while (*s1 != '\0')
          *(c++) = *(s1++);
     printf("%s\n\n",p);
     while (*s2 != '\0')
          *(c++) = *(s2++);
     *c = '\0';
     return p;
}

So in this case pointer p still remains at its original position, pointing to the beginning of the memory space.

  • 2
    The parentheses in *(c++) are not idiomatic C, though they're correct. – Jonathan Leffler Sep 22 '18 at 16:32
  • no malloc check. Wrong. NULL pointer assignment very likely. – P__J__ Sep 22 '18 at 16:54
-1

Another answer. This time no without explicit temporary char pointer to save the original one. And const correct types + malloc check.

Much more compiler optimizer friendly :)

#include<stdio.h>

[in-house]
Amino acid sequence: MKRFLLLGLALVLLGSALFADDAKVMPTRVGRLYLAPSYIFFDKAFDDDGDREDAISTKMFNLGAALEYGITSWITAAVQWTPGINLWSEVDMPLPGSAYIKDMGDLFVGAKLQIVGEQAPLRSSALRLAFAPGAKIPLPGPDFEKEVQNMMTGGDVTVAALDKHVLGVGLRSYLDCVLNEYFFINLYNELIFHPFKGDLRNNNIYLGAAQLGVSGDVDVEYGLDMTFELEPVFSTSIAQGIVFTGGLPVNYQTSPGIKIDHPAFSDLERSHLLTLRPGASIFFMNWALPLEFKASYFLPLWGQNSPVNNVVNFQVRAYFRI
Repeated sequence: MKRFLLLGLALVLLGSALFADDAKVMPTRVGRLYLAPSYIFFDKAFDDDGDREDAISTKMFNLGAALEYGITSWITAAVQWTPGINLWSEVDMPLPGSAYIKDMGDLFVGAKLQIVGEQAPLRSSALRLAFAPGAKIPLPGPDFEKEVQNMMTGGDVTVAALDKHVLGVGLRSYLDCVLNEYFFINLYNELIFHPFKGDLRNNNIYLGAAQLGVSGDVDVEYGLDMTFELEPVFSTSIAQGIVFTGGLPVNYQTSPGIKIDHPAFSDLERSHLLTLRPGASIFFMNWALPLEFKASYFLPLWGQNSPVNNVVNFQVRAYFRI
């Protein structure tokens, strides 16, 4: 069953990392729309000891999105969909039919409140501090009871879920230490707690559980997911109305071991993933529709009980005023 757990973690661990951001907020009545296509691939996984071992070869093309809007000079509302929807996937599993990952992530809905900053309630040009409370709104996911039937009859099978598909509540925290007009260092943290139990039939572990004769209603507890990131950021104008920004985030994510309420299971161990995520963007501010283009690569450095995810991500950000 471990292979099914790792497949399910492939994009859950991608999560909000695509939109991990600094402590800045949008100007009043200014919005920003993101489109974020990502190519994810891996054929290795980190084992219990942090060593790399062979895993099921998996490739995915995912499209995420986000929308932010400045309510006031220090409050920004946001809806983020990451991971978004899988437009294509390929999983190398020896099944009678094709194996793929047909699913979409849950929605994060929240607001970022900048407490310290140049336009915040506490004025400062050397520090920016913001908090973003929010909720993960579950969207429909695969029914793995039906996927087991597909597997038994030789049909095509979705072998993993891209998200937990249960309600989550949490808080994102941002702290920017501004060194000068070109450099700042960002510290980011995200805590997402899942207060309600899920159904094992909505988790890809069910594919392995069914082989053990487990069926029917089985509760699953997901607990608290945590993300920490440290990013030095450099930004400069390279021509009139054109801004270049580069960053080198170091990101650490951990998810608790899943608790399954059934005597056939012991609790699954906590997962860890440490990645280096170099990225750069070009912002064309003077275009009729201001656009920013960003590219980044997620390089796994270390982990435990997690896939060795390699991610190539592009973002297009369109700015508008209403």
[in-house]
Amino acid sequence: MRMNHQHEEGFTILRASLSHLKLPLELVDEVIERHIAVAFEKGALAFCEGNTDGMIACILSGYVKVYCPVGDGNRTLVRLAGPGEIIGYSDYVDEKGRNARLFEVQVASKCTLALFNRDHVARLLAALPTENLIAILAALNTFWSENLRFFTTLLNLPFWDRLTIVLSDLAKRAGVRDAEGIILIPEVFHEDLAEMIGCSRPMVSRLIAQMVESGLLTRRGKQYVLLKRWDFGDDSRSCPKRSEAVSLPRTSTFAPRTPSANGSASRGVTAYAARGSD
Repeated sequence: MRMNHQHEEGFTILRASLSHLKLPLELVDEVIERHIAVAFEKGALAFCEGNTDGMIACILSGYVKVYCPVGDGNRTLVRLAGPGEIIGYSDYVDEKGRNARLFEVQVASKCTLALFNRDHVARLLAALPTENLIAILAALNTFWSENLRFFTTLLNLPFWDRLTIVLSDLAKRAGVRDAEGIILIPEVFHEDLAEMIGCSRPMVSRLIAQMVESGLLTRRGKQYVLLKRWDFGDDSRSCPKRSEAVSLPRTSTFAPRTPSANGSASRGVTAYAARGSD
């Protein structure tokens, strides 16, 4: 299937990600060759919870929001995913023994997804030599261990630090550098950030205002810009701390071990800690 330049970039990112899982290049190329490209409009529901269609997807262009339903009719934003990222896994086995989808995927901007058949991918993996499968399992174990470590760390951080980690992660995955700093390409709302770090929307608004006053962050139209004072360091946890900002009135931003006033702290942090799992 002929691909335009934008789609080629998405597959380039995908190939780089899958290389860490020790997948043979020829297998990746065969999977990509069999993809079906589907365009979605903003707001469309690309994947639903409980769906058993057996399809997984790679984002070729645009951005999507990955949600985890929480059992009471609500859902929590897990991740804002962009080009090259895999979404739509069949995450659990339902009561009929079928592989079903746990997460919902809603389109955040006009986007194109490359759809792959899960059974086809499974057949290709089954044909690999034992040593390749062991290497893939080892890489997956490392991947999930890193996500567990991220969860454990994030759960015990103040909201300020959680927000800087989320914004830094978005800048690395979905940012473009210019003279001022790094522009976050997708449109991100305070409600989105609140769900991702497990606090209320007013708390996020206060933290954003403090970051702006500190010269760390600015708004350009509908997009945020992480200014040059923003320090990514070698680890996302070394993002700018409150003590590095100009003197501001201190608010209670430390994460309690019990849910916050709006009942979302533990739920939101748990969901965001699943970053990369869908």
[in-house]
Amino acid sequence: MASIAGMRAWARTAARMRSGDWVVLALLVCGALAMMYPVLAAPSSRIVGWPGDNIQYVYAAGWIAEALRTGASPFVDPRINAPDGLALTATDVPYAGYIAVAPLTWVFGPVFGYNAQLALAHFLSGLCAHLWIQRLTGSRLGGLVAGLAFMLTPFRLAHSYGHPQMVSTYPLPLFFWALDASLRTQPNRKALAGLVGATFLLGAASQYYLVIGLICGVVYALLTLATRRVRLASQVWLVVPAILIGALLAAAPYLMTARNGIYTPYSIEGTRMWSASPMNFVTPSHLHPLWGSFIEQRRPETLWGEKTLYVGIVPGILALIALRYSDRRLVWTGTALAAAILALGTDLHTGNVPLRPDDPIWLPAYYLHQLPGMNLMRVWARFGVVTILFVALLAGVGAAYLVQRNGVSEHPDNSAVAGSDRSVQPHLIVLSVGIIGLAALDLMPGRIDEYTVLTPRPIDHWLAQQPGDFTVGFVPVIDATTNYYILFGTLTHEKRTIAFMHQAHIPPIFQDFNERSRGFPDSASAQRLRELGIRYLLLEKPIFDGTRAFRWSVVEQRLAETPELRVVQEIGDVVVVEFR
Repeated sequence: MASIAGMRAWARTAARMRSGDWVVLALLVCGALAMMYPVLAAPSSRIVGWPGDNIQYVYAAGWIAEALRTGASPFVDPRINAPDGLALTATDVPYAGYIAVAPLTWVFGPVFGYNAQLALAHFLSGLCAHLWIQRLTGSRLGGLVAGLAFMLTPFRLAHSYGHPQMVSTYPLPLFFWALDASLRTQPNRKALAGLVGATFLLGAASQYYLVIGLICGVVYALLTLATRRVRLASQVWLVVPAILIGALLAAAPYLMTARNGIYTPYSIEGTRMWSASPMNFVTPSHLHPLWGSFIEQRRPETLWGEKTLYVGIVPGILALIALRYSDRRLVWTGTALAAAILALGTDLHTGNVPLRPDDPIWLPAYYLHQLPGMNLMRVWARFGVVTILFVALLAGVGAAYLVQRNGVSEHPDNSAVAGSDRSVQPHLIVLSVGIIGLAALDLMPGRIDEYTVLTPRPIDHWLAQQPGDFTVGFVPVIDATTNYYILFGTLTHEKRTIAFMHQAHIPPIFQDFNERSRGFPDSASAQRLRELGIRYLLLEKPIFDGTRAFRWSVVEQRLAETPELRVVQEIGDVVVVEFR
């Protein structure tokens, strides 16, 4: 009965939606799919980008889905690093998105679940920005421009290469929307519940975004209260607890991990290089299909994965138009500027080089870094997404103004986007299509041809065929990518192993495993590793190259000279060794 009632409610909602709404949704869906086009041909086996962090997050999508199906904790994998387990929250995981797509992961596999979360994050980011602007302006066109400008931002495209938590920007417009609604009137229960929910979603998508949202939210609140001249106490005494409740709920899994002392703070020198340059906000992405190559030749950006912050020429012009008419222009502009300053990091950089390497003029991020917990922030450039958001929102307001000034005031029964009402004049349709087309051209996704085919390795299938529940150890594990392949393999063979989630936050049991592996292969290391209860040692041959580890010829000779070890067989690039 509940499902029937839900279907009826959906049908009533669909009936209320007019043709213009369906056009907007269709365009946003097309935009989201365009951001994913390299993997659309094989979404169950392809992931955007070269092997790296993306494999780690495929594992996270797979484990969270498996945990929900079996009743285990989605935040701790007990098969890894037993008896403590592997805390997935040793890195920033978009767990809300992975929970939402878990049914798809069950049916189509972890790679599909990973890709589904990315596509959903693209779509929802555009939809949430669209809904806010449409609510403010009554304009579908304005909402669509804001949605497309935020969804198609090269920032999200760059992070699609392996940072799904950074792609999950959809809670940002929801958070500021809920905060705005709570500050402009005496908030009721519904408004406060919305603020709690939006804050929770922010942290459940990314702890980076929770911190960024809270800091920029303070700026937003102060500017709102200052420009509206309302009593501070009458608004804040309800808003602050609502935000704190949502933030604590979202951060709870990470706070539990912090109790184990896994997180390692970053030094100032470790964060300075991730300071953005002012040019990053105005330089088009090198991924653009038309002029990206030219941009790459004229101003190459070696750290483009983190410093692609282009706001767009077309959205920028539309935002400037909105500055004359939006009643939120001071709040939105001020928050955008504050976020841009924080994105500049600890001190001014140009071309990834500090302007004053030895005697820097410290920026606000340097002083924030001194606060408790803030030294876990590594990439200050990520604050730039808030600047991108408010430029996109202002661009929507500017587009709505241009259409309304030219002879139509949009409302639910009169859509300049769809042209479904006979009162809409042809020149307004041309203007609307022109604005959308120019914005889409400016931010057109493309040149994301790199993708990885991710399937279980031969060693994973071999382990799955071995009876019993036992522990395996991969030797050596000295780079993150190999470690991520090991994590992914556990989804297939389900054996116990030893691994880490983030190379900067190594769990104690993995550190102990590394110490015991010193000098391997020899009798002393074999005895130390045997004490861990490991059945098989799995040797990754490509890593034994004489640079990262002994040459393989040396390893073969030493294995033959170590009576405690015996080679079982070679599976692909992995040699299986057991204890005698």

#include<stdlib.h>
#include <string.h>


static inline char *strcpys(char *dest, const char *src)
{
    while(*dest++ = *src++);
    return dest;
}

char *mystrcat(const char *str1, const char *str2)
{
    char *result = malloc(strlen(str1) + strlen(str2) + 1);

    if(result)
    {
        strcpys(strcpys(result, str1) - 1, str2);
    }
    return result;
}

int main()
{
    char *str1 = "12345";
    char *str2 = "ABCDE";
    char *dest;

    printf("%s + %s = %s\n", str1, str2, (dest = mystrcat(str1, str2)) ? dest : "malloc error");

    free(dest);
    return 0;
}
  • You could have just used indexed(ptr[i++]) approach if you wanted to avoid saving the pointer? Although I love your answers it is always sort of out of box :) – kiran Biradar Sep 22 '18 at 16:54
  • @kiranBiradar no as it makes code slower. – P__J__ Sep 22 '18 at 16:55
  • Yes of course. +1 for the same. – kiran Biradar Sep 22 '18 at 17:13
  • DV = revenge one? – P__J__ Sep 22 '18 at 17:19
  • I didn't get you – kiran Biradar Sep 22 '18 at 17:20